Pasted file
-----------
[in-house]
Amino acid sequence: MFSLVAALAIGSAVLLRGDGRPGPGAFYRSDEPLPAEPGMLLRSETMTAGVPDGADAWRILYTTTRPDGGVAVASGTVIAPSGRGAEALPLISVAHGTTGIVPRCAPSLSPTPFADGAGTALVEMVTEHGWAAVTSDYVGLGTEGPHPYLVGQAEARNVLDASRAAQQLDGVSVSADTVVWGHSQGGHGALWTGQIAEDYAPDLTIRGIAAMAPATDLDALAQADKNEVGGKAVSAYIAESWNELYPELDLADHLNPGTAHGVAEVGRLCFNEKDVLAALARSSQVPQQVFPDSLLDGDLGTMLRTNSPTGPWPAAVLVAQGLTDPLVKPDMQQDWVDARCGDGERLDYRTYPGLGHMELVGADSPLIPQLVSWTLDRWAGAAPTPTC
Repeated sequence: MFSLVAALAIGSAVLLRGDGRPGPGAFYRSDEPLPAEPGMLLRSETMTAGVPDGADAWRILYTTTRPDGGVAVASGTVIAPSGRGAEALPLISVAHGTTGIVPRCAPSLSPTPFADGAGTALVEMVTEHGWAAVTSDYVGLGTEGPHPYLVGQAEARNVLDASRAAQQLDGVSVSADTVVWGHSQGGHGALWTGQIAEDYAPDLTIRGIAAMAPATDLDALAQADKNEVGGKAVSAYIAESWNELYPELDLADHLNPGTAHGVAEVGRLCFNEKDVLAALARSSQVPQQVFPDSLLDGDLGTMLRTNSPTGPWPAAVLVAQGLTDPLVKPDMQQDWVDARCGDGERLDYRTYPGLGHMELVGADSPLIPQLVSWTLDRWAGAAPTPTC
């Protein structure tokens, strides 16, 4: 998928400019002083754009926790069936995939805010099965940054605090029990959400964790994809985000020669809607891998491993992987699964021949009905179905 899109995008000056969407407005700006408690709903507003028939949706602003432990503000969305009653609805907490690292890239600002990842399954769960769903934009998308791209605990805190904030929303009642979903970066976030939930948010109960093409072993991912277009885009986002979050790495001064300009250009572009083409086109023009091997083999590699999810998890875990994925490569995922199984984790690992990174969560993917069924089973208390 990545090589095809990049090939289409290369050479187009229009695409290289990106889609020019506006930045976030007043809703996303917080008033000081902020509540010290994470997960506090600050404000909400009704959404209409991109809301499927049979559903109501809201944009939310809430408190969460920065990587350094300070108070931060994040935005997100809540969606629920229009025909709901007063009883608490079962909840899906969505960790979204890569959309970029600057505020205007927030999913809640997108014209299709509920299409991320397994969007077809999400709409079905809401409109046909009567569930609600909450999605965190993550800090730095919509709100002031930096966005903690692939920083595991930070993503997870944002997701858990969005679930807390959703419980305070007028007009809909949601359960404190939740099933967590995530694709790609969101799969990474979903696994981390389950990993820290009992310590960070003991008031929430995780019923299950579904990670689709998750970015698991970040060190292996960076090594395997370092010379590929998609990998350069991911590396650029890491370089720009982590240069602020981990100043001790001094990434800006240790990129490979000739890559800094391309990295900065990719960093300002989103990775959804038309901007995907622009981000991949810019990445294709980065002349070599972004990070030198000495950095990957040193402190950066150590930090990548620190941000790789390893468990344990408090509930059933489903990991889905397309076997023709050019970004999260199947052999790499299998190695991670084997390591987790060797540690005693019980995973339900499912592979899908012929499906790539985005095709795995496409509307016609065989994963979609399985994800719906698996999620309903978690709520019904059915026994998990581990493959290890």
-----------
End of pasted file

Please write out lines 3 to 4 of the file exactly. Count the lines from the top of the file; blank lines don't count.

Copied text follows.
Repeated sequence: MFSLVAALAIGSAVLLRGDGRPGPGAFYRSDEPLPAEPGMLLRSETMTAGVPDGADAWRILYTTTRPDGGVAVASGTVIAPSGRGAEALPLISVAHGTTGIVPRCAPSLSPTPFADGAGTALVEMVTEHGWAAVTSDYVGLGTEGPHPYLVGQAEARNVLDASRAAQQLDGVSVSADTVVWGHSQGGHGALWTGQIAEDYAPDLTIRGIAAMAPATDLDALAQADKNEVGGKAVSAYIAESWNELYPELDLADHLNPGTAHGVAEVGRLCFNEKDVLAALARSSQVPQQVFPDSLLDGDLGTMLRTNSPTGPWPAAVLVAQGLTDPLVKPDMQQDWVDARCGDGERLDYRTYPGLGHMELVGADSPLIPQLVSWTLDRWAGAAPTPTC
């Protein structure tokens, strides 16, 4: 998928400019002083754009926790069936995939805010099965940054605090029990959400964790994809985000020669809607891998491993992987699964021949009905179905 899109995008000056969407407005700006408690709903507003028939949706602003432990503000969305009653609805907490690292890239600002990842399954769960769903934009998308791209605990805190904030929303009642979903970066976030939930948010109960093409072993991912277009885009986002979050790495001064300009250009572009083409086109023009091997083999590699999810998890875990994925490569995922199984984790690992990174969560993917069924089973208390 990545090589095809990049090939289409290369050479187009229009695409290289990106889609020019506006930045976030007043809703996303917080008033000081902020509540010290994470997960506090600050404000909400009704959404209409991109809301499927049979559903109501809201944009939310809430408190969460920065990587350094300070108070931060994040935005997100809540969606629920229009025909709901007063009883608490079962909840899906969505960790979204890569959309970029600057505020205007927030999913809640997108014209299709509920299409991320397994969007077809999400709409079905809401409109046909009567569930609600909450999605965190993550800090730095919509709100002031930096966005903690692939920083595991930070993503997870944002997701858990969005679930807390959703419980305070007028007009809909949601359960404190939740099933967590995530694709790609969101799969990474979903696994981390389950990993820290009992310590960070003991008031929430995780019923299950579904990670689709998750970015698991970040060190292996960076090594395997370092010379590929998609990998350069991911590396650029890491370089720009982590240069602020981990100043001790001094990434800006240790990129490979000739890559800094391309990295900065990719960093300002989103990775959804038309901007995907622009981000991949810019990445294709980065002349070599972004990070030198000495950095990957040193402190950066150590930090990548620190941000790789390893468990344990408090509930059933489903990991889905397309076997023709050019970004999260199947052999790499299998190695991670084997390591987790060797540690005693019980995973339900499912592979899908012929499906790539985005095709795995496409509307016609065989994963979609399985994800719906698996999620309903978690709520019904059915026994998990581990493959290890």